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Wednesday, July 26, 2017

The Psalmist, Judas, and Today's Politics


“I never knew what the psalmist meant by ‘enemies’ until I came out in the church,” a seminarian told us. Her poignant words hung in the air, resonating in the experience of the small support group of LGBT Christians.

I’ve been revisiting the Psalms, and must admit many of them no longer touch me as they once did when facing opposition in the church. The praising and awe-filled ones still uplift me; but many more sound whiny, petulant, and self-absorbed—especially those attributed to the king: reminds me too much of the self-pitying tweets we’ve been exposed to lately.  I also cannot claim the innocence or the righteousness before God that many psalms do.

I believe it was Bonhoeffer who recommended understanding the psalms that plead for justice as voiced by someone else in the world more needful than we. But even this act of the imagination has taxed me during my morning prayers.

Until last night.

We watched Netflix’s Get Me Roger Stone, a film about a master of political dirty tricks, one arrogantly proud of his lies and innuendo and misinformation to elect his clients and betray their opponents.  And this morning I read Psalm 64 (NRSV), which I believe speaks to this betrayal of both the righteous and the innocent: 
Hear my voice, O God, in my complaint;
            Preserve my life from the dread enemy.
Hide me from the secret plots of the wicked,
            from the scheming of evildoers,
who whet their tongues like swords,
            who aim bitter words like arrows,
shooting them from ambush at the blameless;
            they shoot suddenly and without fear.
They hold fast to their evil purpose;
            they talk of laying snares secretly,
thinking, “Who can see us?
            Who can search out our crimes?
We have thought out a cunningly conceived plot.”
For the human heart and mind are deep.

But God will shoot [God’s] arrow at them;
            they will be wounded suddenly.
Because of their tongue [God] will bring them to ruin;
            all who see them will shake with horror.
Then everyone will fear;
            they will tell what God has brought about,
            and ponder what [God] has done.
Let the righteous rejoice in the Lord
            and take refuge in [God].
Let all the upright in heart glory. 
Then I turned to my continued reading of Matthew, which happened to be the passage about Judas’s betrayal of Jesus. Judas tells his “clients”: “I have sinned by betraying innocent blood.” The footnoted alternative, “Other ancient authorities read righteous,” seems truer. “Righteous blood” seems more valuable than “innocent blood,” as it suggests the life of someone who, against all odds, has done what was right and good and just.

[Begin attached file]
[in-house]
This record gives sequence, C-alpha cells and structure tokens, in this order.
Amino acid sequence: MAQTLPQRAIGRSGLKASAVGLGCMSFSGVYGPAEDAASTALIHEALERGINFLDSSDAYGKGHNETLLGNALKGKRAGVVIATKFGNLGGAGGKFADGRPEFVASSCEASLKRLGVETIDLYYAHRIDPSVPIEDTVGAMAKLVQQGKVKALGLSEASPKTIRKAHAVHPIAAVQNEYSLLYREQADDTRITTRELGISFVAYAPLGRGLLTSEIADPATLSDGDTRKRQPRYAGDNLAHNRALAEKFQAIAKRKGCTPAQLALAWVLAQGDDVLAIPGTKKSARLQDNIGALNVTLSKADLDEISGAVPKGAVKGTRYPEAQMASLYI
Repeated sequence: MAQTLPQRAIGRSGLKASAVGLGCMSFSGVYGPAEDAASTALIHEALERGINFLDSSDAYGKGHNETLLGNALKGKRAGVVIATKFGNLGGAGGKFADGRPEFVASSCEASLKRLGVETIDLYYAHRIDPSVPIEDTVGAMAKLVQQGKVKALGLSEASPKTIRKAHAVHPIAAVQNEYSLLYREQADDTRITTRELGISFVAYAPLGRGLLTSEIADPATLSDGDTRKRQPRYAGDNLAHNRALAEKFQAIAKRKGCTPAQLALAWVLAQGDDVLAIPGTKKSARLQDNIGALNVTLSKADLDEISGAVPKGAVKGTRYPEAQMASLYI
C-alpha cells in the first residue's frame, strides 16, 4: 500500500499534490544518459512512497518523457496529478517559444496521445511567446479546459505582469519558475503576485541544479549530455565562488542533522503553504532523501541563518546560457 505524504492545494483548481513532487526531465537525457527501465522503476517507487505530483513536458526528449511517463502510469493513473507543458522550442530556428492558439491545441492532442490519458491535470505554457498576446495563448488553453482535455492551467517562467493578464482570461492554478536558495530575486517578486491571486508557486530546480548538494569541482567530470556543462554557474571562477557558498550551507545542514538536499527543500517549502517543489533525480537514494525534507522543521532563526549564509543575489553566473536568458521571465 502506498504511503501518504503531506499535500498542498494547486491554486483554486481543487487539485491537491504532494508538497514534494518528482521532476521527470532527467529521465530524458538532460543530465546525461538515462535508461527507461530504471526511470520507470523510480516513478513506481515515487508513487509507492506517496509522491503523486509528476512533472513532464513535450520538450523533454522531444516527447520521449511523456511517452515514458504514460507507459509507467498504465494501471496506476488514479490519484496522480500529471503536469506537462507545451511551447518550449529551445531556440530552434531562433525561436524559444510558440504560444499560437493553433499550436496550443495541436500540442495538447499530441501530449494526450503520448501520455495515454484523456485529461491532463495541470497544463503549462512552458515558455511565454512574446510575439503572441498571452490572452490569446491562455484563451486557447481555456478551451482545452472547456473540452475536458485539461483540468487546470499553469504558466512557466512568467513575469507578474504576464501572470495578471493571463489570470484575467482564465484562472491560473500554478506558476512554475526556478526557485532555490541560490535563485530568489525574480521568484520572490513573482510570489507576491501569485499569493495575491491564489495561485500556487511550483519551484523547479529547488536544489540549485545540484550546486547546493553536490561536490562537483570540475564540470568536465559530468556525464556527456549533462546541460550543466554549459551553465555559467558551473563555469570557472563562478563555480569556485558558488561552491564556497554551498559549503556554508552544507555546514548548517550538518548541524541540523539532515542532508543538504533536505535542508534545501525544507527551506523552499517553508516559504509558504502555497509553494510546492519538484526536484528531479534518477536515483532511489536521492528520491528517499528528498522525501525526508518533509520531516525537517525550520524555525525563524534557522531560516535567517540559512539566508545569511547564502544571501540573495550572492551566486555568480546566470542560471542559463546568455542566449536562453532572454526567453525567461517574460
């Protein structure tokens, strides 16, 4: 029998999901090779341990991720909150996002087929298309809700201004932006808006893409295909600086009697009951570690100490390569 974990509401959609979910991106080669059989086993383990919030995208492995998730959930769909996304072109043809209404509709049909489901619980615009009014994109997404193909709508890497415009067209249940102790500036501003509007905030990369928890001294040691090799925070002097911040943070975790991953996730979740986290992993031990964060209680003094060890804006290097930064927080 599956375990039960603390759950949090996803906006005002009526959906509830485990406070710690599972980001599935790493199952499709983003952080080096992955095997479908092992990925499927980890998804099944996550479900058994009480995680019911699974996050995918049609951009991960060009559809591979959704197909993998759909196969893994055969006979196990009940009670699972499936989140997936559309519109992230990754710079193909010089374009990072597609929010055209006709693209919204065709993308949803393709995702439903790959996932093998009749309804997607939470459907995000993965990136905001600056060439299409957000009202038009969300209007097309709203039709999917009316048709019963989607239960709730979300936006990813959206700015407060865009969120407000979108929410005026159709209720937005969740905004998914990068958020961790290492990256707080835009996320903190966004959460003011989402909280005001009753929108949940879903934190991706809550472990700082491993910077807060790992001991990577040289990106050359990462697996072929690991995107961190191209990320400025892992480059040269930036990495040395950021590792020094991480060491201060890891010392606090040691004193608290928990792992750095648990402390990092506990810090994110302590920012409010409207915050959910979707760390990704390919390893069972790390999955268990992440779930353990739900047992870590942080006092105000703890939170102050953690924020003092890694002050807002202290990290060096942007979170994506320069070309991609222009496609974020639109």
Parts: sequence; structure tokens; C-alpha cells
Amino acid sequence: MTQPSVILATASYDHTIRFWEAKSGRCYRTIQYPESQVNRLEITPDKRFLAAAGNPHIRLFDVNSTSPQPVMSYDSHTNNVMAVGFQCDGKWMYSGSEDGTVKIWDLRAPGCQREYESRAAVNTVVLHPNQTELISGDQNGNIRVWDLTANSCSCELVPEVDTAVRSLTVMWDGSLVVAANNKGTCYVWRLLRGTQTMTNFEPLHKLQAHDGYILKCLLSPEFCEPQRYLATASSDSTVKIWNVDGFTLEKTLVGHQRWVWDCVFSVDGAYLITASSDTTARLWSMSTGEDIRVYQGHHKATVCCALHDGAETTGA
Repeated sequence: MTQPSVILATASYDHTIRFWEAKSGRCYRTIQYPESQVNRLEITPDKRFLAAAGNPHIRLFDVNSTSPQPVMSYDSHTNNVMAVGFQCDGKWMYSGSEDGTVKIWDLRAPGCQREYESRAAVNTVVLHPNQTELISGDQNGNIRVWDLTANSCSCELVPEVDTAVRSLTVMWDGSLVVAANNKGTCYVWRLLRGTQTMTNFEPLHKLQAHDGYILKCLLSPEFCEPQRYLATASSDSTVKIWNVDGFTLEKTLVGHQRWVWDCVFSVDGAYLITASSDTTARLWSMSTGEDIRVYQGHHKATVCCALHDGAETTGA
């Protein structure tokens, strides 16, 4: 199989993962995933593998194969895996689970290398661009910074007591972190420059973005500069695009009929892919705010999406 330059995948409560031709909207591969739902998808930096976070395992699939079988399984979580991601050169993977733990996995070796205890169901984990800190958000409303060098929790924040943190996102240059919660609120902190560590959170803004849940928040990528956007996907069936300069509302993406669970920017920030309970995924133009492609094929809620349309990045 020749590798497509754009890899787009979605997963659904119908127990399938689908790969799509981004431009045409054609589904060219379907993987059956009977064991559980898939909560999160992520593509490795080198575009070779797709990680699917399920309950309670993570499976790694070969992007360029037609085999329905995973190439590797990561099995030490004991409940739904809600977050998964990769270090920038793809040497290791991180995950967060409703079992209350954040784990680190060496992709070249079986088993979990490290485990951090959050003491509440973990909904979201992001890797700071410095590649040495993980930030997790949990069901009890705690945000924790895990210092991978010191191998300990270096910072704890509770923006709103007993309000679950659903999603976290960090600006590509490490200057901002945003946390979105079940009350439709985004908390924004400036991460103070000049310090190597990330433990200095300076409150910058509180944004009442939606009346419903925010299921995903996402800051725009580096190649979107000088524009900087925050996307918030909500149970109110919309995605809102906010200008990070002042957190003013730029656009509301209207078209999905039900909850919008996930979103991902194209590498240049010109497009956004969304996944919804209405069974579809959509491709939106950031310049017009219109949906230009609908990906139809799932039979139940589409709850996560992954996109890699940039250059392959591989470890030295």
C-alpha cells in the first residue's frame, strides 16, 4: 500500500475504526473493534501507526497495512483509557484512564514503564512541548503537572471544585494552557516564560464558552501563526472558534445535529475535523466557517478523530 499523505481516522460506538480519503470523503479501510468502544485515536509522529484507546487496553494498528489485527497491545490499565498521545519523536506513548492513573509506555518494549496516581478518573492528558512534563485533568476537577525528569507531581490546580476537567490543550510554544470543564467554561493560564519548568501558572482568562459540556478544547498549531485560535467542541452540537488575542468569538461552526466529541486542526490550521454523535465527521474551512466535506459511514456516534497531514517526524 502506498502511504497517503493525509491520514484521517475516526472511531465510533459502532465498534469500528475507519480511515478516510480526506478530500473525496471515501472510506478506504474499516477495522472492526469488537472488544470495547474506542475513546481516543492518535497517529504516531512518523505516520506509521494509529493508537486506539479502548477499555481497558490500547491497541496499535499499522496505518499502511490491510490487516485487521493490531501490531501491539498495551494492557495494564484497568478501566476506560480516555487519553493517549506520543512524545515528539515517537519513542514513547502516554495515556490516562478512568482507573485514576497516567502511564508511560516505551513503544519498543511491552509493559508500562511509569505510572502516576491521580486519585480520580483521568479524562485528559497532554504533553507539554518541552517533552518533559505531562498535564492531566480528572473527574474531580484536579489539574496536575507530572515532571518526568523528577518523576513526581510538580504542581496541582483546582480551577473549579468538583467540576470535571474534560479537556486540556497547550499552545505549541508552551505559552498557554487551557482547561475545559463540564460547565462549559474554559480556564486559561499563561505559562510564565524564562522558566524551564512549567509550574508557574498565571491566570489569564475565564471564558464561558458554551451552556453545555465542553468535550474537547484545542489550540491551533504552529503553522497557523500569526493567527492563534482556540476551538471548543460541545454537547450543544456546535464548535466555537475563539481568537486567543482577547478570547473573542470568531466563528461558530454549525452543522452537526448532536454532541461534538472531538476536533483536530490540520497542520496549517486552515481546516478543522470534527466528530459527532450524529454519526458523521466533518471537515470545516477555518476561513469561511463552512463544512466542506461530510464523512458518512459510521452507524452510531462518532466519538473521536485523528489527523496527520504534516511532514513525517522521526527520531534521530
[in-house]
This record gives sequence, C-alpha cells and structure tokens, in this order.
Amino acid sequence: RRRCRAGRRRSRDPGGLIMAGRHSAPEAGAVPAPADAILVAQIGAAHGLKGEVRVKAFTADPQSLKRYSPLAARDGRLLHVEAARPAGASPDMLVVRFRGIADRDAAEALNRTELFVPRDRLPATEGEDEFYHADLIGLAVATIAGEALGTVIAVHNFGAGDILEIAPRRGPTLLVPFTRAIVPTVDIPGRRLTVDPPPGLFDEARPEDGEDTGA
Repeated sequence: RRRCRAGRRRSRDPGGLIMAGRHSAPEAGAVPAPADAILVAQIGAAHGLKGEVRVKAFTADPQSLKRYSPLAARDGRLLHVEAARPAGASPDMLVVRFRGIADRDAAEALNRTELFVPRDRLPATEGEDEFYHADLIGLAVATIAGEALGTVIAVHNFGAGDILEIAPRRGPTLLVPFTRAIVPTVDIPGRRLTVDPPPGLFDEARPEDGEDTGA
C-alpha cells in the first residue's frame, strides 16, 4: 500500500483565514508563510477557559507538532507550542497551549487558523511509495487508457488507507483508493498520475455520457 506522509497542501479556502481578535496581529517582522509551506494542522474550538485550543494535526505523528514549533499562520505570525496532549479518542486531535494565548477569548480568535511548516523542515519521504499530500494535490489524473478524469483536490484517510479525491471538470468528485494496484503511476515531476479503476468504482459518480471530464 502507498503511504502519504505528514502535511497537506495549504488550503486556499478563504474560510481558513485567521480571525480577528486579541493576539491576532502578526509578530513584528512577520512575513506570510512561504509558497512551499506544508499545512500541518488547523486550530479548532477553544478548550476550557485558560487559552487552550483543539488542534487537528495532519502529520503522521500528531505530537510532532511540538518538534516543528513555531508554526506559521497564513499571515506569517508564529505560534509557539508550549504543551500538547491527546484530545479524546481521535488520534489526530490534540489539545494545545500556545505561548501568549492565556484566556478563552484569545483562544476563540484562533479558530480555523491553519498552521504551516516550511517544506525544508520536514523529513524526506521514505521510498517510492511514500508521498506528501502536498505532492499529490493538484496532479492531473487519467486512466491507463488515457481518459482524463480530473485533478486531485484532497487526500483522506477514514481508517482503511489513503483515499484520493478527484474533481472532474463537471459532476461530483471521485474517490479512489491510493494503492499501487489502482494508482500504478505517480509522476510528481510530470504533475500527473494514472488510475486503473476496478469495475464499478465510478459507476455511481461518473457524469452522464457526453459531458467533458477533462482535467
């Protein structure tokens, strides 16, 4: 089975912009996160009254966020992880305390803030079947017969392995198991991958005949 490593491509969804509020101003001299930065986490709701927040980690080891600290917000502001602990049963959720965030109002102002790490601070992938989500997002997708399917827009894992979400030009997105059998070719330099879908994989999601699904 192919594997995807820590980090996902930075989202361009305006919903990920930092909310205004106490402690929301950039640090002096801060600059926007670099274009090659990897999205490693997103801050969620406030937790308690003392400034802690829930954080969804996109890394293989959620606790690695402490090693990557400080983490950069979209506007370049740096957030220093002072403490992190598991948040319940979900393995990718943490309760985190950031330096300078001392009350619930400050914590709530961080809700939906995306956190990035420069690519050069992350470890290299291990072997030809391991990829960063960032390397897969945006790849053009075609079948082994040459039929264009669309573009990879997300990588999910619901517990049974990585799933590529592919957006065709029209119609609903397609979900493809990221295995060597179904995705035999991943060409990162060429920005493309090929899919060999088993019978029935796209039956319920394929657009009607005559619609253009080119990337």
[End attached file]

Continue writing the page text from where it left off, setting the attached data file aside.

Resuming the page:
That would be Jesus, in Matthew’s story. In our own story, that could be compassionate and justice-seeking leaders besmudged by false accusations.

“I would rather be among the killed than among the killers,” I once heard the German theologian Dorothee Sölle tell an anti-nuclear arms gathering in Los Angeles. She clarified, saying something like, “I wouldn’t want fear to change my nature as non-violent.”

Nor can we let anger change us or our methods.

“Hate is more motivating than love,” is one of Roger Stone’s axioms.

A case in point: a few verses after Judas’s betrayal in Matthew’s gospel, the fickle crowds, roused by Jesus’ enemies, elected the volatile and violent Barabbas over the peaceful and compassionate Jesus.

I pray to God that I may hate injustice rather than those who inflict it, hate “alternative facts” rather than those who promote them, hate the lack of compassion rather than those who fail at empathy.

But…

Self-righteous straight Christians claimed (and many still claim) about LGBT people that they “hated the sin, but loved the sinner.”  But we knew this was misinformation.

And Holocaust survivors should not be expected to hate anti-Semitism rather than those who inflicted theirs.

That’s why the psalmist is so honest, so truthful, so real while saying of those “shooting from ambush at the blameless”:

“Because of their tongue God will bring them to ruin.”


P.S. After watching Get Me Roger Stone, watch HBO’s The Words that Built America to get the bad taste out of your mouth.



Please support this blog ministry: 
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Copyright © 2017 by Chris R. Glaser. Permission granted for non-profit use with attribution of author and blogsite. Other rights reserved.